Gambia, EU Seacop Partnership Making Waves in Disrupting Maritime Drug Trafficking.

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Gambia is a key transit point for South American cocaine being smuggled to Europe. In February, over 800 kg of cocaine that had been transferred from a larger ship in the open sea was confiscated from a Gambian fishing boat in Senegalese waters. In 2021, Gambian authorities seized almost three tonnes of the drug, hidden in a shipment of industrial salt from Ecuador.

Gambia’s government has admitted to the allegations that the country is being used as “transit/storage for cocaine, heroin, and cannabis originating from source countries and the sub-region entering the country through the sea, land, and air borders”. 

A police officer with the Drug Law Enforcement Agency (Dleag), who requested anonymity, said the rise in maritime cocaine smuggling in the country could be traced back to the early 2000s. At that time, the opening of global markets saw traffickers start using West Africa as a transit point for cocaine shipments from South America to Europe.

The country’s 200 km coastline and limited resources to effectively police its maritime domain make it an attractive location and practical transit point for cocaine trafficking. Transnational organized criminal groups have also capitalized on the limited law enforcement capacity at the country’s ports.

Under Yahya Jammeh’s rule, the government faced substantial challenges in investigating and prosecuting drug crimes, according to Michael Davies, Executive Director of Public-Private Integrity, an anti-corruption civil society organization. He told the Enact organized crime project that this primarily stemmed from “inadequate case management, a shortage of staff in the judicial sector and court overload — and the criminals knew that”. The country’s former leaders and institutions have also been implicated in drug trafficking.

In recent years, however, Gambia has been fighting back. Ismaila Sow, a police officer with Dleag, said the current administration was working with regional and international partners to share intelligence, run joint operations, train law enforcement, and improve capacity to detect and intercept drug trafficking boats. The country’s 2021 agreement signed with Nigeria indicated its willingness to fight the maritime drug trade, said Sow.

Gambia has also improved its legal framework. The amended National Drug Control Council Act (2005) established the independent National Drug Enforcement Agency to enforce, regulate, and coordinate all matters related to illicit drug trafficking and abuse. The act has since been amended four times to enhance its enforcement capabilities. In 2014, the drug enforcement agency was reconstituted as the Dleag to ensure compliance with international standards.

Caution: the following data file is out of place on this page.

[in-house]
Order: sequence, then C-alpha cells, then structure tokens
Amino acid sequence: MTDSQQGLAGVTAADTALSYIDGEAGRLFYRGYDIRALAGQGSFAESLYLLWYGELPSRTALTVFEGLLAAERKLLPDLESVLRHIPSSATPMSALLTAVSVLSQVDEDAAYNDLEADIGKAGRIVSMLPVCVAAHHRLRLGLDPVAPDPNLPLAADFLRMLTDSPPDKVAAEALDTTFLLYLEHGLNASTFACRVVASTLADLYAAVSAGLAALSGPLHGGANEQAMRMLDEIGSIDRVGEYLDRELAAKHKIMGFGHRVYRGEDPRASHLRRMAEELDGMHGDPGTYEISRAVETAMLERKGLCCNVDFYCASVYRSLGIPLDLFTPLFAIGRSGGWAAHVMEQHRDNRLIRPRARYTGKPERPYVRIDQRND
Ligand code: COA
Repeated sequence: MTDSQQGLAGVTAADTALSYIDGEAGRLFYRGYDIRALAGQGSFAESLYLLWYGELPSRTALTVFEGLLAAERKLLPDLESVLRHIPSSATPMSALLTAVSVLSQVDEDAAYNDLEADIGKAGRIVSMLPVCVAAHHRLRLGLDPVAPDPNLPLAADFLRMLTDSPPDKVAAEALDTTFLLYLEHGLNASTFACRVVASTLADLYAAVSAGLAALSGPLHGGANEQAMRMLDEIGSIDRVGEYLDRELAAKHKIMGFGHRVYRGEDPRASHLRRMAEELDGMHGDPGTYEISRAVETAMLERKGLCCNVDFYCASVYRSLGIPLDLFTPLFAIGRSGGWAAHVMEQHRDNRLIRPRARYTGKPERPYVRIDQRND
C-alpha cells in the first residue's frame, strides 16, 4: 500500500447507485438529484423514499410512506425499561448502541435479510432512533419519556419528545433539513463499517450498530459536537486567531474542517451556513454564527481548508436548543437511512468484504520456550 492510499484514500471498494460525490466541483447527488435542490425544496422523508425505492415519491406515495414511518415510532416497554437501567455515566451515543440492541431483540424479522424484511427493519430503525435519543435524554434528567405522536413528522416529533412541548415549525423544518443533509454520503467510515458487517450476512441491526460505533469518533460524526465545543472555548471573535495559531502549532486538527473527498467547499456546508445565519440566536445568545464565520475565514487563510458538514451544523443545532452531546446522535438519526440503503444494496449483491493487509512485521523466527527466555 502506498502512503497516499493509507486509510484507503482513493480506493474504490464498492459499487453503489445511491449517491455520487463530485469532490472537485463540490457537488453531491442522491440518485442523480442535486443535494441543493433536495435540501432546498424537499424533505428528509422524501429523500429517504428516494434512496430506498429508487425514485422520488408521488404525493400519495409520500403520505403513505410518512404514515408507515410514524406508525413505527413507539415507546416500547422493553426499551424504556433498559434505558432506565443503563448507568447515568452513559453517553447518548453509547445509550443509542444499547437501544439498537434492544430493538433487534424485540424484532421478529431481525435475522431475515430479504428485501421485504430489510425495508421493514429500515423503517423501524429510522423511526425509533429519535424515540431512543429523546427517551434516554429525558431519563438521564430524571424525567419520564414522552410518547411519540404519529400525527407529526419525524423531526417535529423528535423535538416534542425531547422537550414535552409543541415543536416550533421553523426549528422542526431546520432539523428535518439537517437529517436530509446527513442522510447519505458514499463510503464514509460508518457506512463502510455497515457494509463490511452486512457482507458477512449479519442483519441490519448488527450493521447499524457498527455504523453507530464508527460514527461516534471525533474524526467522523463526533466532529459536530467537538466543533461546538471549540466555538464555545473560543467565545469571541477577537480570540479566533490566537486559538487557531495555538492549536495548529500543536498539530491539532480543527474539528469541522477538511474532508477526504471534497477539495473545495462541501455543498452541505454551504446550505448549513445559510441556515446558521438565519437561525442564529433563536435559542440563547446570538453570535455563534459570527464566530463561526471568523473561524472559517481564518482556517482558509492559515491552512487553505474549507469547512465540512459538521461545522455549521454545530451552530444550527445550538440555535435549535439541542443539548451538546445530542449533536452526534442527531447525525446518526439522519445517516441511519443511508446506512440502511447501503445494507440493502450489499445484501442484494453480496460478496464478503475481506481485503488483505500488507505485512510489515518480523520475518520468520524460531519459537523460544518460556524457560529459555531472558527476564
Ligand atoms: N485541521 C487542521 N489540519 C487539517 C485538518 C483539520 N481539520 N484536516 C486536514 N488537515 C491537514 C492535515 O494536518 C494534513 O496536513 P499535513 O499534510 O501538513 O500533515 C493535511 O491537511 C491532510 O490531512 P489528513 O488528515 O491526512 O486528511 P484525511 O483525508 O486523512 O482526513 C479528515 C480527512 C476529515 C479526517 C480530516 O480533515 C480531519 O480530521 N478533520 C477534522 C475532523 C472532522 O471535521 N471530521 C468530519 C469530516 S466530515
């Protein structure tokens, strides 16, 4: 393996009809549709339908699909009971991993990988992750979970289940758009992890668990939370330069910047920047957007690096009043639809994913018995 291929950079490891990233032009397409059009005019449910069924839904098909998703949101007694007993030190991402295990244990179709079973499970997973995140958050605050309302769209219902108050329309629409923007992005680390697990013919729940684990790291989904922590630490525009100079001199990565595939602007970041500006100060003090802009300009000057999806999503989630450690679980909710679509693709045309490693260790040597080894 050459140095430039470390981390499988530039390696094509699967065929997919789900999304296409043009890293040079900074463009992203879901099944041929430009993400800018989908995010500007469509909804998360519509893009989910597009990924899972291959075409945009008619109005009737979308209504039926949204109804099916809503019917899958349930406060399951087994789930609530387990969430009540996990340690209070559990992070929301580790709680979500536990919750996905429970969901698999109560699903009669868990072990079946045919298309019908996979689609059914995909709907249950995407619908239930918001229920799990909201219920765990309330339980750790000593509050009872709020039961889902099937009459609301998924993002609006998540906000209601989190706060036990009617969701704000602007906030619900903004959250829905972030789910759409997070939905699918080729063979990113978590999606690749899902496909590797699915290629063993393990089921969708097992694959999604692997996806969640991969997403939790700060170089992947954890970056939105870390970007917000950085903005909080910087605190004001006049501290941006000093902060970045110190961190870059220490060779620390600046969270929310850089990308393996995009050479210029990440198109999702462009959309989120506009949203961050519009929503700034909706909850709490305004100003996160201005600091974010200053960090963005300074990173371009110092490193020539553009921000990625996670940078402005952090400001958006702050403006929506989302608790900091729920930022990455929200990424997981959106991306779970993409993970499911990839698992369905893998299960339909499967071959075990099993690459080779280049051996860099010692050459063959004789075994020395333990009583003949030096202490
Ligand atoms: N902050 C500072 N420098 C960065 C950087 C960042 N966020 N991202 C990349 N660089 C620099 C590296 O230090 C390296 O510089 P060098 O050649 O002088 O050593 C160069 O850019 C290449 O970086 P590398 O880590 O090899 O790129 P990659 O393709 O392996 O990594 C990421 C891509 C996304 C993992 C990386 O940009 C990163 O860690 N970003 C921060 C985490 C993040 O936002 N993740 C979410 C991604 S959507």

These advances, along with increased investment in law enforcement agencies, have resulted in more drug seizures, drug-related arrests, and prosecutions QTV reports that from January 2021 to April 2023, the Dleag recorded 1,629 cases involving 1,665 accused. In the same news story on World Drug Day 2023, Minister of Interior Seyaka Sonko expressed the government’s determination to “dismantle any organized crime network in our jurisdiction”.

In January, Gambia signed an agreement with Seacop, the European Union-funded Seaport Cooperation Project that works with countries to disrupt and prevent maritime trafficking. The project’s main implementing partner, Expertise France, aims to build capacity and strengthen cooperation in countries on the trans-Atlantic cocaine route. 

To achieve results, however, Gambia must prioritize improved information sharing, intelligence gathering, and joint operations between police, customs, and port authorities, as called for by the agreement. A specialized maritime task force dedicated to combatting drug trafficking must be established, comprising members of various security agencies, including the police, navy, and customs. The unit will need resources and training to investigate and apprehend traffickers.

Akala said the Seacop project would provide Gambia’s drug enforcement agencies with equipment and training in October. Seacop emphasizes intelligence-driven approaches and technology to identify high-risk containers and detect illicit goods. It will provide authorities with advanced container scanning equipment and data analysis tools that should significantly improve Gambia’s ability to identify and intercept contraband.

Combatting maritime drug trafficking also requires a close working relationship with neighboring countries and regional partners. Gambia shares a long border with Senegal — a major transit point for drug traffickers. Gambia’s maritime security is linked to activities in the Gulf of Guinea, a significant hotspot for piracy and other crimes. Any efforts to combat drug trafficking and other marine crimes must include joint operations and patrols, and the harmonizing of legislative frameworks.

Gambia must also get involved in the development and implementation of a regional maritime security strategy, as called for by the Yaoundé Code of Conduct — the backbone of maritime security for West and Central Africa.  

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